President Biden and House Speaker Kevin McCarthy said Monday that they have made progress in negotiations on the debt ceiling — but remain far apart on some aspects of a deal as the country closes in on a catastrophic default.
“We reiterated once again that default is off the table and the only way to move forward is in good faith toward a bipartisan agreement,” Biden said in a statement following the Monday evening meeting.
Biden added that the talks were “productive,” with McCarthy saying, “I believe we can still get there.” McCarthy has dismissed White House proposals to cut into the deficit by raising taxes on wealthier Americans and closing loopholes for corporations.
The debt ceiling has been around since the early 20th century. It was, for many decades, raised on a bipartisan basis with little drama. Because the government spends more than it takes in, the debt ceiling must be raised periodically to allow it to borrow enough to meet its current obligations.
But Republicans have said they will not raise it this year without significant cuts to government spending. Democrats have noted that Republicans voted to raise the debt ceiling without preconditions three times under former President Trump.
House Republicans passed a bill last month that would raise the debt ceiling but also cut numerous other social spending programs. The GOP bill would institute work requirements for recipients of Medicaid and SNAP benefits (food stamps), slash tax incentives designed to fight climate change, cut funding to the Internal Revenue Service and block Biden’s student debt relief plan.
Biden has insisted that he won’t negotiate any spending cuts with GOP leaders until the debt limit is raised. Republicans, having passed their spending bill already, say that Biden’s refusal to discuss spending cuts has made the impasse difficult to resolve.
A looming economic catastrophe
If the debt ceiling isn’t raised or the White House fails to find a workaround before the government runs out of funds, experts say it would cause a financial catastrophe. In March testimony to Congress, Moody’s Analytics chief economist Mark Zandi estimated it would cost 7 million jobs, raise the unemployment rate to 8% and wipe out a fifth of the stock market’s value — eliminating about $10 trillion in household wealth.
According to estimates by the Bipartisan Policy Center, if the government runs out of money, it could affect payments tied to Social Security benefits, Medicaid, salaries for federal employees and benefits for veterans and SNAP recipients.
When will the government run out of money?
The so-called X-Date — which is the day when the government runs out of money to pay for its current obligations — may be impossible to know for certain. Treasury Secretary Janet Yellen reiterated Monday that June 1 is the deadline for Congress to strike a deal. Other estimates range from mid-June all the way until August.
Republicans have expressed skepticism about Yellen’s projection, with Rep. Ralph Norman, R-S.C., telling CNN Tuesday that “everybody knows [the June 1 deadline] is false” and Rep. Matt Gaetz, R-Fla., calling on Yellen to show her work.
The Washington Post reported Tuesday that the Treasury Department was asking agencies if there were any opportunities to defer payments until a later date.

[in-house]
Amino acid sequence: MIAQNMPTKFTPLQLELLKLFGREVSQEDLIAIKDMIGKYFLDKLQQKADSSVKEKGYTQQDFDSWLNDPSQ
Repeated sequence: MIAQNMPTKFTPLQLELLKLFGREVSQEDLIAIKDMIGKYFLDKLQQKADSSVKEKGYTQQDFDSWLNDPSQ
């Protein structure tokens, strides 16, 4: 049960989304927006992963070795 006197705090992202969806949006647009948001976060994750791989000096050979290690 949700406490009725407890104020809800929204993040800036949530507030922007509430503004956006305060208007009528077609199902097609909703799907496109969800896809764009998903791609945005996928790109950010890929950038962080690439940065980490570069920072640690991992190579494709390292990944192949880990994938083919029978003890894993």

The government is set to receive new tax revenue on June 15, which could push the potential default into July. That would then open up the possibility of more ways to keep pushing the X-Date back.
There is also the possibility that Republicans and Democrats could agree to a short-term raise that buys them more time to come to a final agreement.
Are there any debt-ceiling backup plans?
Some Democrats have urged Biden to strongly consider using the 14th Amendment to circumvent the debt ceiling by declaring it unconstitutional. The theory is based on a clause in the 14th Amendment that reads, “The validity of the public debt of the United States, authorized by law, including debts incurred for payment of pensions and bounties for services in suppressing insurrection or rebellion, shall not be questioned.”
Last week, a group of left-leaning senators wrote to Biden saying they were “urgently [requesting] that you prepare to exercise your authority under the 14th Amendment of the Constitution” in order to prevent “a global catastrophe.”
Dozens of members of the Congressional Progressive Caucus called on him to do the same, writing “We urge you to stay strong in your resolve to keep Democrats united behind our core democratic values and to refuse to reward Republicans’ reckless refusal to raise the debt ceiling without preconditions.”
Earlier this month, Biden said he was “considering” the option but had concerns about the time it would take to be litigated in the courts. And Yellen, who believes the debt ceiling should be abolished, has repeatedly said that using the 14 Amendment is not a plausible option.
Why some Democrats have regrets
Late last year when Democrats still had control of Congress, some lawmakers as well as liberal pundits urged the party to raise or eliminate the debt ceiling before the GOP took control of the House, in January. Republicans said they would tie spending cuts to raising the debt ceiling during last year’s midterm elections.
Sen. Tim Kaine, D-Va., told Politico last week that “If I could do one thing different” about the two years of united Democratic government, it would have been a late-2022 debt hike, adding, “And I was saying it at the time … ‘hey, we got the votes.’”
Democrats would have had to sway Sens. Joe Manchin and Kyrsten Sinema to their side to get to 50 votes, but that may have proven easier than negotiating with McCarthy.